It seems like all too often we hear on the news about older individuals taking nasty falls causing severe damage and trauma. Falls among the elderly population is the leading cause of injury and fatality in the US. In fact, according to the CDC, one in four individuals aged 65 and older report at least one fall per year.
Loss of Muscle Mass
There are a variety of factors that contribute to the increased likelihood of elderly falls such as medication side effects, impaired vision, or chronic diseases such as Parkinson’s Disease or Alzheimer’s. However, one of the main reasons is increased frailty due to loss of muscle mass. The progressive loss of skeletal muscle mass and strength, known as sarcopenia, is strongly correlated with falls as an older adult. Sarcopenia is often due to the slowed regeneration of muscle fibers and the loss of motor neurons with age.
What is Resistance Training?
Although the elderly population is at risk for falls due to muscle atrophy, it can be prevented and maintained. Resistance training is a form of exercise that increases muscular strength and endurance. Resistance training causes muscles to contract, creating an increased number of cross-bridges within the muscle fibers. This ultimately leads to muscle cell enlargement, or hypertrophy.
Benefits for the Older Population
There are many benefits of resistance training for the aging population. Increasing muscle mass improves the stability of joints and balance, which is key for carrying out activities of daily life such as carrying groceries, walking up the stairs, and standing up from a chair. Increased muscle mass by resistance training can also improve flexibility and joint range of motion. Increased range of motion is important because it allows the muscles to stretch to their full potential.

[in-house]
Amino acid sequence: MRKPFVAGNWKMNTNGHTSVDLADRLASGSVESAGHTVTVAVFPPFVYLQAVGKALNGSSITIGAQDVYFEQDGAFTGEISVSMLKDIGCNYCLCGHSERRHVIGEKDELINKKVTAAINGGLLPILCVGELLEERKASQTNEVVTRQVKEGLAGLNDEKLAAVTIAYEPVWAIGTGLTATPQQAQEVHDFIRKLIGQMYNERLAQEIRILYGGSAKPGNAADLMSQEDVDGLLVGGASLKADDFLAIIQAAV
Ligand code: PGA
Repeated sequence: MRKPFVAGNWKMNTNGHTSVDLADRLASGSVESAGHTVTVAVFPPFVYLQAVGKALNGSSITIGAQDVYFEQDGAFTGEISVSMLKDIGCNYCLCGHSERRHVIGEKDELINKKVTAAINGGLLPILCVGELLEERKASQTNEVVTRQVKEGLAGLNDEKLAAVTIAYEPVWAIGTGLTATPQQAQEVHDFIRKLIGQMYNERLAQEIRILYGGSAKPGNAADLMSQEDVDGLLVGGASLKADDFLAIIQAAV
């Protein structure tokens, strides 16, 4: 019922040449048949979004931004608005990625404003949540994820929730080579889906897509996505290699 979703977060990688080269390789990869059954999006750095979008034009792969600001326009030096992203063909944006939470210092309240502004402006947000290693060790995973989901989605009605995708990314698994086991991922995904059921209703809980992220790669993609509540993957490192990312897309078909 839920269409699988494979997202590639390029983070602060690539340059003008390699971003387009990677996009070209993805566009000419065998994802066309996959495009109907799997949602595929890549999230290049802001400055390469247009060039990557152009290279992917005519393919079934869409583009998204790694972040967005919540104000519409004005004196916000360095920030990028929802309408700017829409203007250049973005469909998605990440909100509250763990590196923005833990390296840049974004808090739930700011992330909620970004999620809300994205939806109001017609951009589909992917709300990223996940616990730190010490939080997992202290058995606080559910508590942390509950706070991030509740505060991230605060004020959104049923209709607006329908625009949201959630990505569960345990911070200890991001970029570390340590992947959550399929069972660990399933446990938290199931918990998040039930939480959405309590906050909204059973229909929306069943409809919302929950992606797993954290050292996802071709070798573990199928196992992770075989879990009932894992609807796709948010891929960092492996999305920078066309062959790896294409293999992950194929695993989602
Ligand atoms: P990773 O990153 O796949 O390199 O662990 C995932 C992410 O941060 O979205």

This makes simple tasks such as reaching for a glass on the top shelf much easier for older individuals, allowing them to be more independent. Resistance training can also improve the psychological well-being of older adults by increasing serotonin levels in the brain.
Clearly resistance training is just as important for the elderly population as aerobic training, so how frequently should older adults engage in resistance training? According to the American College of Sports Medicine, lower to moderate intensity resistance training of 65% – 75% of maximum exercise capacity is recommended for adults 65 and older to increase muscle mass. On two to four days per week, three sets of 10 -15 repetitions with lower weight is ideal for older adults to build strength. Resistance training sessions of about 30 minutes per session has been shown to deliver the best results for older adults to increase muscle mass.
Resistance training is critical for older adults to improve their functional abilities to prevent serious injuries and potentially fatal falls. Don’t know where to start? Ask your stretch therapist for advice. We are all certified personal trainers who have either worked as, or worked with strength coaches, yoga teachers, Pilates teachers, powerlifting instructors, boxing/kickboxing instructors, and bodybuilding coaches. We love the health industry, and are more than happy to help, or at the very least point you in the right direction.
Written by Megan Davenport. Megan is a Stretch Therapist in our Newton, MA studio. Click here to book a session with her.